Staffers were only paid to the end of that month and were offered a chance to keep their work-issued electronic devices, on which they’d have to pay taxes. Some later sued.
The Lander team’s contract acts as an enforcement mechanism, providing accountability measures to ensure promises are fulfilled, say members.
“We know that regardless of the outcome of the election,” Da Costa said, “we’re going to be taken care of in the ways that we’ve negotiated for.”
Achieving a commitment to severance at the end of the campaign takes the pressure off employees who understand the nature of the temporary job, but won’t need to scramble for their next opportunity as the race winds to a close.
“We could put all of our efforts into the job, which is something we all wanted, but felt like we needed to know that we were going to be paid for a month afterwards to make that happen,” said MaryKatherine Michiels-Kibler, the fundraising director. “It will absolutely help [Lander] because happy workers will work harder, and they’re more excited about coming to work every day when they feel empowered.”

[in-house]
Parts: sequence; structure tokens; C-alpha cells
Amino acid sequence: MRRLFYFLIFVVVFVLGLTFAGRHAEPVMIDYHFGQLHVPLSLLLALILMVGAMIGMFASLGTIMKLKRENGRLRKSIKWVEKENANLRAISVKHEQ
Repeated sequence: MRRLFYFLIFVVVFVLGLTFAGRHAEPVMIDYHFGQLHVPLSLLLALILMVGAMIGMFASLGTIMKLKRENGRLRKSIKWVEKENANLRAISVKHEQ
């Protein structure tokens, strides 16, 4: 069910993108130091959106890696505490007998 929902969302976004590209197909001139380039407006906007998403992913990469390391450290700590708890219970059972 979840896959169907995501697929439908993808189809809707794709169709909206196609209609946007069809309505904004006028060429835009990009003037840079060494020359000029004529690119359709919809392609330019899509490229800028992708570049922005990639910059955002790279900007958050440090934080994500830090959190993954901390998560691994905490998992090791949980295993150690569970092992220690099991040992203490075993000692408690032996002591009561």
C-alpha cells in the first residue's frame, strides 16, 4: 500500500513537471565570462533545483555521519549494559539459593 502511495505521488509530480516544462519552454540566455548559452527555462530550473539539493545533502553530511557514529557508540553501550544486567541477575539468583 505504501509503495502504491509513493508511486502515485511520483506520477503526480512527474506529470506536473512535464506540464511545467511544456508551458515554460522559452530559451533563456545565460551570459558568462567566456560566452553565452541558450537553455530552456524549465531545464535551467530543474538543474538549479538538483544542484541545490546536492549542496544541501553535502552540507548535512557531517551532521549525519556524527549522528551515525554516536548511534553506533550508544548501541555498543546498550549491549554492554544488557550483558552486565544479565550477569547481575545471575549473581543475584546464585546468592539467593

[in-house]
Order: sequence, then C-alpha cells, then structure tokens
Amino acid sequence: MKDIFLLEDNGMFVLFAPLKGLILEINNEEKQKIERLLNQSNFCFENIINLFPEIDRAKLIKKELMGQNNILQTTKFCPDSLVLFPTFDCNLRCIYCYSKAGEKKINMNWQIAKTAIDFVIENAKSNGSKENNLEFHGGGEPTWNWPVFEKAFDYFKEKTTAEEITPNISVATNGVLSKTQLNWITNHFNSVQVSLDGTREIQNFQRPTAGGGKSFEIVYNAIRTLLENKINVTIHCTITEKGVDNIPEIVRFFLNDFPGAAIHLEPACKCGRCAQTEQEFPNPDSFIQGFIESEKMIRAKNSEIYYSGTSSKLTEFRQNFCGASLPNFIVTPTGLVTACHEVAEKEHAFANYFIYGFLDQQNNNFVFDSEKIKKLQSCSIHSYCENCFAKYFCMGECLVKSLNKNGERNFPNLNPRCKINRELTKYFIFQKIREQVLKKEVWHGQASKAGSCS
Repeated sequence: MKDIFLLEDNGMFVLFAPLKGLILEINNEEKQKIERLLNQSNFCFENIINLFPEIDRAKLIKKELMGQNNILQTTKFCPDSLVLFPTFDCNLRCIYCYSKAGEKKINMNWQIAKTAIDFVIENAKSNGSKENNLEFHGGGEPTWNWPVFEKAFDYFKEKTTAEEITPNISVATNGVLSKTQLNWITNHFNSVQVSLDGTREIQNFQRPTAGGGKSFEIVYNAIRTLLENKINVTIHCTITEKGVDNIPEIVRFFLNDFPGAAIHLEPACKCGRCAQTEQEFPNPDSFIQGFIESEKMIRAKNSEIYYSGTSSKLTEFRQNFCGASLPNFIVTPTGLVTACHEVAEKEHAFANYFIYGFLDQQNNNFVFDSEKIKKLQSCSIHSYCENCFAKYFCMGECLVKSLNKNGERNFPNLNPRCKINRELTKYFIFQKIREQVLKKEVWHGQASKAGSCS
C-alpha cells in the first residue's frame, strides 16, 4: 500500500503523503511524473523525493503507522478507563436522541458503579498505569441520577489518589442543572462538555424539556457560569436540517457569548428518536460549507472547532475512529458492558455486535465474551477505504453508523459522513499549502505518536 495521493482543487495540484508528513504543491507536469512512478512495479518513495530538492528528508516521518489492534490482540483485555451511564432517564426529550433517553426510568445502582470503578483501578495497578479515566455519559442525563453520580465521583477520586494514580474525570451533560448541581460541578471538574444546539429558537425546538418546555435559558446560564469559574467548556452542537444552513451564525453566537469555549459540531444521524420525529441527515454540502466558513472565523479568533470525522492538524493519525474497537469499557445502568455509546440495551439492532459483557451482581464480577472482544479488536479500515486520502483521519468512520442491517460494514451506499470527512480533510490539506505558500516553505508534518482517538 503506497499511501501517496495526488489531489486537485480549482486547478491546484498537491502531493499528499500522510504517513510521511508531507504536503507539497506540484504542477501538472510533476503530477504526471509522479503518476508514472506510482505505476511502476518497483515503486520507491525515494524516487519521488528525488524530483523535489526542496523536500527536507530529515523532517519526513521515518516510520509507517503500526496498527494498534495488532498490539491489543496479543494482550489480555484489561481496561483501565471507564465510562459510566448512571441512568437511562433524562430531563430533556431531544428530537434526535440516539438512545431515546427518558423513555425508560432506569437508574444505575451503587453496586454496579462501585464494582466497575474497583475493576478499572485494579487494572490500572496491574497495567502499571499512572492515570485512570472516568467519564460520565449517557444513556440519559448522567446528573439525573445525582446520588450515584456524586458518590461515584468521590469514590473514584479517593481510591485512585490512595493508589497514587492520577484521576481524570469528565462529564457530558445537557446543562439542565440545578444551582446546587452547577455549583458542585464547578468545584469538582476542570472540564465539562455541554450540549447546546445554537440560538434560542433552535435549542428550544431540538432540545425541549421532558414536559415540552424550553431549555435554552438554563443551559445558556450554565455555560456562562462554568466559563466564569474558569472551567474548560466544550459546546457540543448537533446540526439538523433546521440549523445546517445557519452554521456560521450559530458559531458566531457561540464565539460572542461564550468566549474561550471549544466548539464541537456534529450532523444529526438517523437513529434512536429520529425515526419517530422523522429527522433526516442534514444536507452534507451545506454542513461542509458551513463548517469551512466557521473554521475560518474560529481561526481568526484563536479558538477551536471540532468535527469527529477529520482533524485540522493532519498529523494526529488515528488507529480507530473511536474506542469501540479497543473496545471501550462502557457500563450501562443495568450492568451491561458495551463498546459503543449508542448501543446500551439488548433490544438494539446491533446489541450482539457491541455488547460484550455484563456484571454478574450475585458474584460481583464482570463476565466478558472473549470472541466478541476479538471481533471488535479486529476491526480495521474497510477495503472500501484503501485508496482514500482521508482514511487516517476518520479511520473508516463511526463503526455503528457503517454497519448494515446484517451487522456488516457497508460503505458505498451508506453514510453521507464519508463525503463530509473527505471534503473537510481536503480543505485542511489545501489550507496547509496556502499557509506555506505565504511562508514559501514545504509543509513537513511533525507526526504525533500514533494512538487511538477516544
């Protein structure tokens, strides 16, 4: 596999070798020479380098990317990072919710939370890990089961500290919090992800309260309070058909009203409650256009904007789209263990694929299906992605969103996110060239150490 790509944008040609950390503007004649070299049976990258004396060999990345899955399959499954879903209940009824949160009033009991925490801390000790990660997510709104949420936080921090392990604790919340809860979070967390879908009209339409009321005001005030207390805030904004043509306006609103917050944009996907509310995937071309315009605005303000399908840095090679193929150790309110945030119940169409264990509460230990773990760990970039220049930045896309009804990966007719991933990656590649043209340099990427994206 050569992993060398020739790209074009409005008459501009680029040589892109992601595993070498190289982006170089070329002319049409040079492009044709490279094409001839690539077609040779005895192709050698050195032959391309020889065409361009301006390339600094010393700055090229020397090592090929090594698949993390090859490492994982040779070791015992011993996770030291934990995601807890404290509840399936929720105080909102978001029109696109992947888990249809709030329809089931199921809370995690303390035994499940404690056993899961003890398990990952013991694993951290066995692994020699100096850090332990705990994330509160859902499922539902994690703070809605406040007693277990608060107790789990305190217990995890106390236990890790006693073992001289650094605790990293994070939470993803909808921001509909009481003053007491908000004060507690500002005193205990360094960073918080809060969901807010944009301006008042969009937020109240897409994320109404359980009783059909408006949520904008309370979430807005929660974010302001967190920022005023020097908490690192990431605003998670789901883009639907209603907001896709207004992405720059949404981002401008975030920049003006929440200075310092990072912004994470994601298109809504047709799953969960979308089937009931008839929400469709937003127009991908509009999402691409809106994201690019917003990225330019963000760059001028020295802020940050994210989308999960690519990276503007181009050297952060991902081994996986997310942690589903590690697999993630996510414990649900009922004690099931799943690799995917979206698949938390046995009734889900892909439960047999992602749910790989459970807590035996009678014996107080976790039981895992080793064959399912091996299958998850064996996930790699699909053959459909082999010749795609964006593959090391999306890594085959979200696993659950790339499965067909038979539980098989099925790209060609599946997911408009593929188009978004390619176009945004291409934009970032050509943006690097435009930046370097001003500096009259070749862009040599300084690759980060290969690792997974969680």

Included in the contract are caps on the hours staffers can work in a week — a provision that gives insight into the grueling, nonstop nature of campaign work.
The contract specifies staffers may work no more than 55 hours and are entitled to one day off per week until June 6, at which point they will work up to 65 hours a week for seven days and are allowed one six-hour period of time off.
The schedule accounts for ratcheting up the campaign as get-out-the-vote efforts kick into gear — a period in which staffers work around the clock. The effort has only become more intense with the advent of early voting, which starts June 12, 10 days before the citywide primary.
The union effort also addresses a structural problem: people from economically disadvantaged backgrounds being discouraged from working on political campaigns.
“It’s work that is sort of reserved for people with the privilege necessary to work those long hours and take that low pay,” said Ian Brady, the Campaign Workers Guild representative for the bargaining unit. “We’re looking to a future in which that is no longer the case, and in which these candidates are walking the walk as it pertains to workers’ rights.”